Illinois begins re-opening again
Illinois has finally begun taking steps forward again in getting back open for business. After coronavirus case numbers went up in the fall and then declined after the holidays, Illinois is again moving forward, albeit slowly.
Restrictions which had been in place since November were gradually lifted this week throughout the state. Some regions moved farther forward than others depending on factors like average positivity rates and hospital bed availability.
So what does all this mean for us in our area?
Our district is split between two regions. Livingston and Woodford counties are in Region 2 (which extends west to take in Peoria and the Quad Cities), while Ford, Iroquois and Vermilion counties are part of Region 6 (which also includes Champaign and Decatur).
Region 2 has now been moved forward into Tier 1 restrictions, which allows some indoor dining to re-open as well as other businesses. Indoor dining is now allowed for up to 25 guests at a time (or 25% capacity of the facility). Establishments must adhere to safety guidelines like having tables six feet apart and no congregating at bars. Social gatherings of up to 25 people are permitted once again, and safety guidelines must be followed, including wearing masks and maintaining social distance.
Region 6 shifted all the way into Phase 4 yesterday. In Phase 4, meetings and social events of up to 50 people or 50% of room capacity are permitted. Museums may re-open at 25% occupancy, gyms and fitness centers will have a capacity limit of no more than 50% occupancy and workplaces are still encouraged to continue employee health screenings. See the full breakdown of Phase 4 here.
If conditions continue to improve in Region 2, more of these restrictions can be lifted there as well. We all want to get our businesses back open and people back to work. We can help make that happen by protecting ourselves and each other and continuing to limit the spread of the illness.
More details about vaccination plans
We are receiving more details about the state’s plans for increasing vaccinations throughout Illinois. Priority was given to health care workers in Phase 1A, and now that more vaccines are available additional Illinoisans will be eligible for vaccinations in Phase 1B which starts on Monday.
This new phase of the vaccination process will be open to “frontline essential workers and residents age 65 and over to get vaccinated.” Those eligible as frontline essential workers include first responders, postal workers, grocery store employees and others who are “unable to work from home and/or they must work closely to others without being able to socially distance.”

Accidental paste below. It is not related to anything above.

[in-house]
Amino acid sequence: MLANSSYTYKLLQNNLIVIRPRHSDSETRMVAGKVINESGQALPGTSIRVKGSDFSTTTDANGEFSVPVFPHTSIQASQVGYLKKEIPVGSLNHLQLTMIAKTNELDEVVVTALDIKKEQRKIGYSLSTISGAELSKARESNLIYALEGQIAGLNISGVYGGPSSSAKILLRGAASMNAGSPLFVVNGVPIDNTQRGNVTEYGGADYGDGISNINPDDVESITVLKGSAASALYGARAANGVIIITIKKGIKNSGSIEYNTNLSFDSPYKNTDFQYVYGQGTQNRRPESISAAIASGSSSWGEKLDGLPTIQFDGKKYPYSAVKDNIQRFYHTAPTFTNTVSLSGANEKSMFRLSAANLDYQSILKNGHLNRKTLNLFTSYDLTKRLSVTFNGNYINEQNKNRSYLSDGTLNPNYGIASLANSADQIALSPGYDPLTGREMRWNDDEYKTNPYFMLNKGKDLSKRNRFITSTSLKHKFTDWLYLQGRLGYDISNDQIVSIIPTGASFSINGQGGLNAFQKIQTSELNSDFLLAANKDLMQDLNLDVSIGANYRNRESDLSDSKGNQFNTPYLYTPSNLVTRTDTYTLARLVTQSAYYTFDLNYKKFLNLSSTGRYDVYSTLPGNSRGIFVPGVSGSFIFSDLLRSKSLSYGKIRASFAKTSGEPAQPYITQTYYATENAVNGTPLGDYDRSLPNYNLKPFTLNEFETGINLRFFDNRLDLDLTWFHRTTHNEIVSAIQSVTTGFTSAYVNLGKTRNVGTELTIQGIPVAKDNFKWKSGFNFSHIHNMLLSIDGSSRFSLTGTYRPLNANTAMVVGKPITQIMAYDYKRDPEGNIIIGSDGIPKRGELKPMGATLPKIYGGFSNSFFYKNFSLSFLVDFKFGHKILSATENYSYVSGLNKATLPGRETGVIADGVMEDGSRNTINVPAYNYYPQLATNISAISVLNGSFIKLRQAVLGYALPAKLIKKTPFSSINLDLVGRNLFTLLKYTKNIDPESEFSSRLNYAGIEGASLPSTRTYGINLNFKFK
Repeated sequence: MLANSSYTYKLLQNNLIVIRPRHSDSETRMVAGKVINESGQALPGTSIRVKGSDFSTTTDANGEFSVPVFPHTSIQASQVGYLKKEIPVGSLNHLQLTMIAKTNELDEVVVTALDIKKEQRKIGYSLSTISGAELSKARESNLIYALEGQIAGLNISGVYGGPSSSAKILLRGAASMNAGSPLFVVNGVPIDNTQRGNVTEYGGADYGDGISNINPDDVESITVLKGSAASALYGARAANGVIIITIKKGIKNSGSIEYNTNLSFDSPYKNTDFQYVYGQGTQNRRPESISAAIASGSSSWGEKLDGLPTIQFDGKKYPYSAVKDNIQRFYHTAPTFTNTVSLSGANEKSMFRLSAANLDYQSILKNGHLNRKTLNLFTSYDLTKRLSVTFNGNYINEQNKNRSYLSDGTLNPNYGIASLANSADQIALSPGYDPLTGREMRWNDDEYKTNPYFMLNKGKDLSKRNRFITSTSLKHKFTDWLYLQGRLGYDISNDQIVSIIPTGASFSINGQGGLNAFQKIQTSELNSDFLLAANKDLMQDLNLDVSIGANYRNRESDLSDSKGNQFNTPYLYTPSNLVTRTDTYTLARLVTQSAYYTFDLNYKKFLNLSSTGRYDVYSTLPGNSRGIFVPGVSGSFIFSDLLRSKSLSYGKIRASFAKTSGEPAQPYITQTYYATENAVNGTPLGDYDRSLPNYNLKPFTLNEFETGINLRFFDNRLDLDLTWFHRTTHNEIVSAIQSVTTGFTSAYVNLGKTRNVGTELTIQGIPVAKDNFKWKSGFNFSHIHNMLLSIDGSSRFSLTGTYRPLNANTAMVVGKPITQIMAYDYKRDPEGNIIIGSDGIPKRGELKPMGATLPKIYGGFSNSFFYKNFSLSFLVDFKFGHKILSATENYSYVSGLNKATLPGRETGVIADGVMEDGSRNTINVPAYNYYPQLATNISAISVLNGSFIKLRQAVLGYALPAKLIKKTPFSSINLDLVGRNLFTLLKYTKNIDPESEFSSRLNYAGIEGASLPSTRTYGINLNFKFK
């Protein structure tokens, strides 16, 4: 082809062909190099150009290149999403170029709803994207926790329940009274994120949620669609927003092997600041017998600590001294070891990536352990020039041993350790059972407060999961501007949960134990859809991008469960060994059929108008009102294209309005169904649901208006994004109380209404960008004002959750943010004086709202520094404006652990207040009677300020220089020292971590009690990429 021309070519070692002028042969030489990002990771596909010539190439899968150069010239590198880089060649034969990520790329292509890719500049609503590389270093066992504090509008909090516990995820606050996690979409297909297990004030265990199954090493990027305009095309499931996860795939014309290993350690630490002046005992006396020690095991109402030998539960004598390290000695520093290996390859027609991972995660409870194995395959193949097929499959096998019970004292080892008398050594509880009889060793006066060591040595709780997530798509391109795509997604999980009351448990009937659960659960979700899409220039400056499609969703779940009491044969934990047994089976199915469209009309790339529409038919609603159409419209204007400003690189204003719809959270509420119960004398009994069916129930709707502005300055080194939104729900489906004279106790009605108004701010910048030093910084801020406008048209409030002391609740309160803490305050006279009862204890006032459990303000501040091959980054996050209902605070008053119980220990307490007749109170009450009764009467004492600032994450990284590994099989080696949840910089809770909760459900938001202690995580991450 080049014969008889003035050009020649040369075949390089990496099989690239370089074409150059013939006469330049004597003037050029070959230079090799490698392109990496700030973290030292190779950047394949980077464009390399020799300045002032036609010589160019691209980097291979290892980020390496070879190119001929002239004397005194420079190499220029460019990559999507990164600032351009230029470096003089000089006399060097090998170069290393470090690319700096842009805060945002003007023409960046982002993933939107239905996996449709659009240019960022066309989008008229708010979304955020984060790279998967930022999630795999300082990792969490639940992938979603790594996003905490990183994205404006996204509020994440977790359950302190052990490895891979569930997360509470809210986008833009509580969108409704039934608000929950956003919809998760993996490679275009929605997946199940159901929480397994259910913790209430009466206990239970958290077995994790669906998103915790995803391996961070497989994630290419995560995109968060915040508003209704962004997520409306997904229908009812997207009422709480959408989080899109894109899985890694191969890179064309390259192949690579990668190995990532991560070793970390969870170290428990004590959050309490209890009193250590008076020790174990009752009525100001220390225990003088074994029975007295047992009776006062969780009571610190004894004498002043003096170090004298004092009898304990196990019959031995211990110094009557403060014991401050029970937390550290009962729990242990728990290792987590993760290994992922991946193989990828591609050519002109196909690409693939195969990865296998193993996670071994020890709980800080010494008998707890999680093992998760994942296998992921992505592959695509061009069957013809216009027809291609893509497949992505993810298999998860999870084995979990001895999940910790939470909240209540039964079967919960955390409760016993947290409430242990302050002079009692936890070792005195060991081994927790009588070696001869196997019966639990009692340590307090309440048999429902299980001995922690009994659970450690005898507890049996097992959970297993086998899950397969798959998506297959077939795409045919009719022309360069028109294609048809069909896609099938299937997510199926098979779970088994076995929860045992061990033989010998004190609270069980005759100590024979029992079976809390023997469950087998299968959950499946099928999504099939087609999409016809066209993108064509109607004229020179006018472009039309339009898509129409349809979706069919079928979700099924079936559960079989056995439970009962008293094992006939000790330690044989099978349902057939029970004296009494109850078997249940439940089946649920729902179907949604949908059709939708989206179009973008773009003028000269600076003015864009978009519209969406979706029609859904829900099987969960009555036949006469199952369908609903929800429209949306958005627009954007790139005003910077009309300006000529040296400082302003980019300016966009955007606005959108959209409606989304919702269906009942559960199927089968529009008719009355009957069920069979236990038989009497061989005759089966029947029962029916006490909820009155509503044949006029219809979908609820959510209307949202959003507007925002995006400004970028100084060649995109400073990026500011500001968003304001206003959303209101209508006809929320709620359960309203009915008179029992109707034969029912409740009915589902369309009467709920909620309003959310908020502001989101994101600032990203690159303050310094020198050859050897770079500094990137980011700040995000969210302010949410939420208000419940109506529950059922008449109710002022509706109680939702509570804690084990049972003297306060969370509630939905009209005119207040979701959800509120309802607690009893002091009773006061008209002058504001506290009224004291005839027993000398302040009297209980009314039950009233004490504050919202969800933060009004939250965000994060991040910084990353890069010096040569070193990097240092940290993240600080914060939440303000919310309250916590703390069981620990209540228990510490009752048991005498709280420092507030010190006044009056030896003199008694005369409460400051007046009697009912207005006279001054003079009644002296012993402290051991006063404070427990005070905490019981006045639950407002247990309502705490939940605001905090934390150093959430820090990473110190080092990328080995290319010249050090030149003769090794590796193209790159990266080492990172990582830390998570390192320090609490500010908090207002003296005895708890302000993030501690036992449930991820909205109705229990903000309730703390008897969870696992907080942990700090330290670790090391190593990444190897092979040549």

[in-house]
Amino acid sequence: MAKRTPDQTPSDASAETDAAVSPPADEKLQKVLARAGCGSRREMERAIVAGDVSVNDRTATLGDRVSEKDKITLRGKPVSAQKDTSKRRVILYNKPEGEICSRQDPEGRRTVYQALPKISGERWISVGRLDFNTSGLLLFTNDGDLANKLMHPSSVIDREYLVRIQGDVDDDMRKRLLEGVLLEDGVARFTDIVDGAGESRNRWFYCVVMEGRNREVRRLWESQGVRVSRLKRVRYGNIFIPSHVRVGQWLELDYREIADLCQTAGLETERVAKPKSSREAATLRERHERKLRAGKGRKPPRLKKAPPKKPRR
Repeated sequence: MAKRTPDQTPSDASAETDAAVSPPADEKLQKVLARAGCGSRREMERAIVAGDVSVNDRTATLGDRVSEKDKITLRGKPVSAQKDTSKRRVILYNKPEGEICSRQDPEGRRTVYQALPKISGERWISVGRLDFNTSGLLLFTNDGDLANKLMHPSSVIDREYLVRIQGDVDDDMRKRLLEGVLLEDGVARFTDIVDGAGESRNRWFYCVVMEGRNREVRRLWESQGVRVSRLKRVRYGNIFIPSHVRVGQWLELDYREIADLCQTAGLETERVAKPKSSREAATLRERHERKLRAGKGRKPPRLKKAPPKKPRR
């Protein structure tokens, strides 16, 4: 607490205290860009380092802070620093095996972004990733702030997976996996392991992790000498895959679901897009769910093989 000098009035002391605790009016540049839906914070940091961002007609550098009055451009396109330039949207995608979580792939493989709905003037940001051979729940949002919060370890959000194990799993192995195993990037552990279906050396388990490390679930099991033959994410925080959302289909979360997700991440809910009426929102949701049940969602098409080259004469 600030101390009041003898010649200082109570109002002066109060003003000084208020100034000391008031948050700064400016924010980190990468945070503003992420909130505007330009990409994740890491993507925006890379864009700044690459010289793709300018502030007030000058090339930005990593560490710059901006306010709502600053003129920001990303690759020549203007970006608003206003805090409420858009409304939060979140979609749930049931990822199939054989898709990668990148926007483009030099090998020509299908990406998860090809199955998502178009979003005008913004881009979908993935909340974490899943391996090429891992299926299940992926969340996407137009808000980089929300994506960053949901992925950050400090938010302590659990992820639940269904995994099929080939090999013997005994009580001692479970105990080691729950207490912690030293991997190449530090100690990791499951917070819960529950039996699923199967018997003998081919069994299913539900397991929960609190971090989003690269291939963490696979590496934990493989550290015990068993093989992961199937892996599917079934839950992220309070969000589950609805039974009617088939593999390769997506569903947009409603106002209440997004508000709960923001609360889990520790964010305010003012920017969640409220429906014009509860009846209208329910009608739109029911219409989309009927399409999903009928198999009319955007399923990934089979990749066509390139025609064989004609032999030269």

The Department of Public Health (IDPH) will be opening more vaccination sites throughout the state, including in partnership with pharmacies and doctors’ offices in the coming weeks. More details will be forthcoming from (IDPH), and you can contact your county health department for the latest information in your local area.
Find up-to-date news from state agencies
To get all the latest news and information from every Illinois state agency, visit the state’s newsfeed website at https://www2.illinois.gov/news. There you will find the latest press releases from state agencies. If you want to receive updates only from the agencies you select, you can sign up to receive state agency news alerts by going to https://www2.illinois.gov/sites/gov/pages/communicationsoptin.aspx and signing up for e-mail news updates.
Seeking help with IDES issues
Last week I joined with my new colleague Rep. Jackie Haas of Kankakee in reaching out to Illinois Attorney General Kwame Raoul to find out what is being done to protect the thousands of Illinoisans who have been affected by the ongoing unemployment fraud at the Illinois Department of Employment Security (IDES). As you know, many Illinoisans have had fraudulent unemployment applications filed in their name over the past several months.
IDES has been slow to respond and both I and Rep. Haas have been hearing from numerous constituents and local law enforcement agencies asking for help in fighting these fraudsters. This week we sent a letter to Attorney General Raoul trying to get answers to the questions we have been hearing from people in our area. This information will be helpful in protecting those who have been targeted by fraudulent actors.
Reaching out to the Governor
Since the House and Senate passed HB3653 (formerly HB163) in the closing hours of the 101st General Assembly on Wednesday many people have contacted me asking how to reach out to Governor Pritzker to encourage him to veto this bill which will make our state less safe. There are two different ways you can share your opinion with the Governor: visit https://www2.illinois.gov/sites/gov/contactus/Pages/VoiceAnOpinion.aspx to submit your opinion online, or call the Governor’s constituent affairs line at (217) 782-0244.
You can use either of these options to share your thoughts with the Governor on any piece of legislation or any issue affecting the state of Illinois. Response times have been slower than usual recently due to lower staffing levels because of the pandemic.
How much do we owe?
As of the time of this writing, the State of Illinois owes $5,509,829,038 in unpaid bills to state vendors. One year ago, the backlog stood at $7.1 billion. This figure represents the amount of bills submitted to the office of the Comptroller and still awaiting payment. It does not include debts that can only be estimated, such as our unfunded pension liability which is subject to a wide range of factors and has been estimated to be more than $141 billion.
More news from around the state
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My district offices remain closed to in-person visits, but are still accessible by phone at (815) 432-0106 (Watseka) and (815) 844-9179 (Pontiac).